ALBANY -- The Glenwood Management campaign donation spigot has been turned off.
For years, the Long Island-based luxury apartment developer has been one of the most generous contributors to New York politicians, showering Republicans and Democrats with at least $13.4 million in contributions since 1999.
But that has changed dramatically since the New Hyde Park company was linked to two federal investigations involving two of the biggest figures in recent state political history.See alsoCampaign contributionsSee alsoFull coverageSee alsoRead the complaint vs. Skelos
In the past six months, Glenwood; its longtime leader, Leonard Litwin; and affiliated companies contributed just $8,200 to just two political candidates, a review of state Board of Elections records showed. They gave $58,256 to political committees.
That's a stark difference from a year earlier, when, in the first six months of 2014, Litwin's holdings contributed more than $700,000 to candidates and political committees.
"At first blush, this is no surprise. There's nothing like federal scrutiny to make people think twice about their behavior," said Blair Horner of the New York Public Interest Research Group, which monitors campaign contributions.
Glenwood officials didn't return a call seeking comment.
Earlier this year, the company was involved in probes of former Assembly Speaker Sheldon Silver (D-Manhattan) and former Senate Majority Leader Dean Skelos (R-Rockville Centre). Both have said they are not guilty.
Federal prosecutors alleged in an indictment that Silver induced "real estate developers with business before the state" to use a law firm that paid him kickbacks.
Though Glenwood wasn't specifically named in the criminal complaint, U.S. Attorney Preet Bharara said one of the developers "was the largest political contributor in the state since 2005," which is routinely identified as Glenwood. A source familiar with the probe has since confirmed Glenwood is one of the developers involved.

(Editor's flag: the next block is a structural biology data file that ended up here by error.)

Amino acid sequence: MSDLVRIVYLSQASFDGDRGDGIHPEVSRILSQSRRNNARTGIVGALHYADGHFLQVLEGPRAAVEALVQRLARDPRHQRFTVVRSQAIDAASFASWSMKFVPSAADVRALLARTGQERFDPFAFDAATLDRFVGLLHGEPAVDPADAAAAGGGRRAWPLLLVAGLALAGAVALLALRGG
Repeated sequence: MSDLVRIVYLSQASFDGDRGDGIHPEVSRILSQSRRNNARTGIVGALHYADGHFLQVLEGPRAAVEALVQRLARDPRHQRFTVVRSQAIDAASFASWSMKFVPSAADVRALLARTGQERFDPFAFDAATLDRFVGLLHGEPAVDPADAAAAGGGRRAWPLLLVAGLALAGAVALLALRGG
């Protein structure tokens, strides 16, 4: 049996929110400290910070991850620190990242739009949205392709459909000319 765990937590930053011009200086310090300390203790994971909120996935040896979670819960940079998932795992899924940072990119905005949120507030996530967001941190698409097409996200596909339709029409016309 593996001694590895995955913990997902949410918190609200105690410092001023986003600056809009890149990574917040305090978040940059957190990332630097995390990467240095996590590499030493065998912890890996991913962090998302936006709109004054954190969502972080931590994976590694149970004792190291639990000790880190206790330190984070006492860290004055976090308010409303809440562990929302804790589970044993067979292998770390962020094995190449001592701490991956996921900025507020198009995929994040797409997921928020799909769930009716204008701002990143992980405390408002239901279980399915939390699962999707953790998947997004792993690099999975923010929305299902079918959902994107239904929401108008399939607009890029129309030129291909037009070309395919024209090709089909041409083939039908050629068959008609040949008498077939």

Bharara also is investigating whether Skelos extorted Glenwood to make campaign contributions to Republicans and finance a job for his son through an environmental company. Skelos then allegedly pressured Nassau County to award the environmental firm a $12 million stormwater management contract and successfully shepherded state legislation that benefited the real estate industry.
Glenwood hasn't been accused of wrongdoing, and one of its executives has been a cooperating witness, according to the indictments.
When the indictments broke, a Newsday review found at least $13.4 million in donations since 1999 from Litwin, his family, Glenwood, company executives and other limited-liability companies that share Glenwood's home address, 1200 Union Tpke. in New Hyde Park.
LLCs are treated as individual donors, not corporations, by the state Board of Elections.
This allows LLCs to legally circumvent campaign-finance rules that limit contributions by corporations to $5,000 and individuals to $150,000 combined for all campaigns each year. Newsday's review found 1,887 separate contributions to 361 recipients, either to candidates or party committees, by Glenwood and affiliates.
"I'm relieved that they felt they had to pull back after being exposed for how to play the game in Albany," said Dick Dadey of Citizens Union, an elections watchdog group. But he said the "lack of serious reform" proposals in Albany and lack of action to close the LLC loophole on contributions was "dismaying."